Most people agree the 70’s was the era of cinema and director Francis Ford Coppola was at the very top of the explosion of craft and vision of whence serving the world with more than his fair share of transcendent films with The Godfather setting the tone for that decade. As lauded and mainstream as The Godfather Saga is, The Conversation is my favourite from that era and it also presents probably my favourite ever close to a film. It starts with our central character, Harry Caul played by Gene Hackman at his immaculate best, receiving an ominous phone call which leads to him meticulously ripping through his apartment in a fit of paranoia that ends with his solitary figure settled and playing on a saxophone culminating a sequence that fittingly rounds of Coppola’s dissection of loneliness, solitude and borderline neurotic mistrust.
Harry Caul is a surveillance expert in San Fransisco and one of the best in the business. He acknowledges his esteemed standing in surveillance community as he is tagged a “notable” for an upcoming surveillance convention but scoffs at a certain Detroit operative being regarded as eminent in the field when his assistant, Stan, played by the late John Cahazle, reads out some details for the event. e don’t really doubt Harry’s prowess and skill as he skillfully coordinates a surveillance job in complicated circumstances early on. But as the film progresses Coppola goes beyond the regular paradox of the ultra-secretive man who makes a living spying on others and plays on the fallacy of Harry being as water tight as he thinks he xis. Harry is considered a genius at surveillance by many but we watch him lose the tapes of a key job. He favours over the top security (for the 70’s I think) with 3 locks on his door and a screaming security system but his landlord still gains access to his room – Harry is not as secure as he thinks. We get more details to back this including a terrific Allen Garfield playing Moran, the operative from Detroit, who makes light work of bugging Harry to our protagonist’s humiliation.
As the film rolls on you begin to wonder why Harry is as lauded as he is because he comes off as extremely sloppy but Coppola is very deliberate in using all this detail to reinforce the audacious illusion of security Harry felt he operated in. For one, there is no plausible way the landlord had all 3 keys to Harry’s apartment locks and the combination to his alarm system and Harry is indeed shocked to find that his landlord entered his apartment, knows it’s his birthday, and even knows his age. On another level, the insecurities arising from his latest job contribute to his unravelling arch. Harry and his team are surveilling a young couple for a corporate director played by Robert Duvall and it soon becomes clear the lady at the centre of the investigation is the director’s wife and that some infidelity is involved. What isn’t clear are this director’s intentions after receiving this information as we hear the two lovers on tape express concern for their lives; “he’d kill us if he got the chance”.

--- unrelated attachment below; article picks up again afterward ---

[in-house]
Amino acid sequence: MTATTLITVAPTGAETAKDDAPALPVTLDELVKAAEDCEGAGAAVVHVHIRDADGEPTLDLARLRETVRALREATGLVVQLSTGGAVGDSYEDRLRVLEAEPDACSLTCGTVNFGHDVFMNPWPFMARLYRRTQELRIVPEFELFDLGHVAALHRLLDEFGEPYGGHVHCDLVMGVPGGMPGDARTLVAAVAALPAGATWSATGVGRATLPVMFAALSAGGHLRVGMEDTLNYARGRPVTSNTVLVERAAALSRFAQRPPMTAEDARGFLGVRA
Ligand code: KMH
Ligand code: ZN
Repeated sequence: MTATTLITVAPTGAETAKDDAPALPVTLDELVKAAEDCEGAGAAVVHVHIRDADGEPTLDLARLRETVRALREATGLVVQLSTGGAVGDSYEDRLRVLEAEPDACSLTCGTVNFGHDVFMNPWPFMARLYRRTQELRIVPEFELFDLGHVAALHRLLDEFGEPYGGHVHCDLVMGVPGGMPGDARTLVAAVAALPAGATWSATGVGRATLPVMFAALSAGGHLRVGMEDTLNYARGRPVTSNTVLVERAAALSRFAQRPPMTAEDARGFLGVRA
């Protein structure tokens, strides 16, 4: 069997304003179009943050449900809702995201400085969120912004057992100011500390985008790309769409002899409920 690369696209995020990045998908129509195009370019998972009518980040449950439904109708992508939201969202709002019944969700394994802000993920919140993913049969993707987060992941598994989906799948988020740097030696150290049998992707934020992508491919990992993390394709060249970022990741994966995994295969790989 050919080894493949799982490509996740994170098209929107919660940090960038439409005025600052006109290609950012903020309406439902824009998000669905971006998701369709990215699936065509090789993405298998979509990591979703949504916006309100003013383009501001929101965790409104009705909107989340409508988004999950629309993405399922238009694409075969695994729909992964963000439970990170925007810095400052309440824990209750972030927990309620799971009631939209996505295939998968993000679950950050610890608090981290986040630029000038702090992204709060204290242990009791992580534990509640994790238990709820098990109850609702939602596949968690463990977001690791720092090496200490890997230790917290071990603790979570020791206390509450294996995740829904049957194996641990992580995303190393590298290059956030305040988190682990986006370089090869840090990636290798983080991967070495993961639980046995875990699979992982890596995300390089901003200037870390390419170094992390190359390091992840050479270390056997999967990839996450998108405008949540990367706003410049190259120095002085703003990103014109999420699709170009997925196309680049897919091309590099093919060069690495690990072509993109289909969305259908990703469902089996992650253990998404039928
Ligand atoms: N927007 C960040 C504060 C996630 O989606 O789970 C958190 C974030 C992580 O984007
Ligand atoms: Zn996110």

Harry’s realisation of this fact is quickly followed by a trip to confession and he starts by revealing petty misdemeanours like stealing some newspapers to his priest but ends by expressing fears some people may be hurt because of his recent work. We later learn his work may have led to the deaths of woman and child earlier in life and he fears his engagement in this particular triangle will lead to the death of more people. Noticeably he is keen to note he is not directly responsible for deaths but his presence in the dimly lit confessional presents another paradox as he still feels he has sinned and is ridden with guilt. Another illusion perhaps like that of his delusion of security but all the same, Hackman is in supreme form in an excellently controlled performance anchoring this film as he fully conveys this sad portrait of discontent, guilt and excruciating isolation. Harry lives alone, has no friends and the only tangible interaction he as outside work is with his girlfriend, who is more of the side chick to his isolation. He has removed himself from any meaningful interactions thinking the barriers he erects will protect him on an emotional and physical level but we watch on sadly as the only real thing in his life is probably his love for jazz.
With the emphasis on character it’s easy to forget this film is an ingenious thriller with lives at stake. What happens at the end of the devious journey Harry starts in that plaza? Will his fears be realized and guilt justified with a death or two? Coppola navigates this film expertly and keeps the plot moving alongside the gloomy character study that is Harry Caul and thriller thread ends in a hotel room rendezvous between the couple at the centre of the tape. This film attacks audiences with a richness of craft from Bill Butler’s grainy cinematography to the sophisticated soundtrack and score that begins to give genuine chills as the film draws to a close and then there’s the voyeur type shots that subtly ramp up the paranoia engulfing our central character.
Utterly riveting and overflowing with detail, The Conversation truly defines the term “masterpiece” and showcases the talents of a director orchestrating near flawless vision on a script and directorial level.
By: Delali Adogla-Bessaemail@example.com/Ghana